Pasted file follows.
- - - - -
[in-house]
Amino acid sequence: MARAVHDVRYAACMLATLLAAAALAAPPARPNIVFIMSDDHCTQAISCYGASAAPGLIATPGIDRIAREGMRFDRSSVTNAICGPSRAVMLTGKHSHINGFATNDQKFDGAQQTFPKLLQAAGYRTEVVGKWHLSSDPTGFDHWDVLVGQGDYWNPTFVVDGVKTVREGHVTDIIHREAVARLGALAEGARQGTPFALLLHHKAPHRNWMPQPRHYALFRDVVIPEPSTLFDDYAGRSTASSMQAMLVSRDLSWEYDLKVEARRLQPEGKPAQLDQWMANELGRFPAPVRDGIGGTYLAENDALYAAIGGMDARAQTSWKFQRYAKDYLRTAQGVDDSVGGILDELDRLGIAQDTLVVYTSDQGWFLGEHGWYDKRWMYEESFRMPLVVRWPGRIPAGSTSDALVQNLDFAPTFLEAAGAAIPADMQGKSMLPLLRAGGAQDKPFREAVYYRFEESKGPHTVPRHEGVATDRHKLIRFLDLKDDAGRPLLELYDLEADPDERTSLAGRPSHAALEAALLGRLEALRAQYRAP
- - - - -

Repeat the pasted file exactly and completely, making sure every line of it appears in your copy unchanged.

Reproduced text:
[in-house]
Amino acid sequence: MARAVHDVRYAACMLATLLAAAALAAPPARPNIVFIMSDDHCTQAISCYGASAAPGLIATPGIDRIAREGMRFDRSSVTNAICGPSRAVMLTGKHSHINGFATNDQKFDGAQQTFPKLLQAAGYRTEVVGKWHLSSDPTGFDHWDVLVGQGDYWNPTFVVDGVKTVREGHVTDIIHREAVARLGALAEGARQGTPFALLLHHKAPHRNWMPQPRHYALFRDVVIPEPSTLFDDYAGRSTASSMQAMLVSRDLSWEYDLKVEARRLQPEGKPAQLDQWMANELGRFPAPVRDGIGGTYLAENDALYAAIGGMDARAQTSWKFQRYAKDYLRTAQGVDDSVGGILDELDRLGIAQDTLVVYTSDQGWFLGEHGWYDKRWMYEESFRMPLVVRWPGRIPAGSTSDALVQNLDFAPTFLEAAGAAIPADMQGKSMLPLLRAGGAQDKPFREAVYYRFEESKGPHTVPRHEGVATDRHKLIRFLDLKDDAGRPLLELYDLEADPDERTSLAGRPSHAALEAALLGRLEALRAQYRAP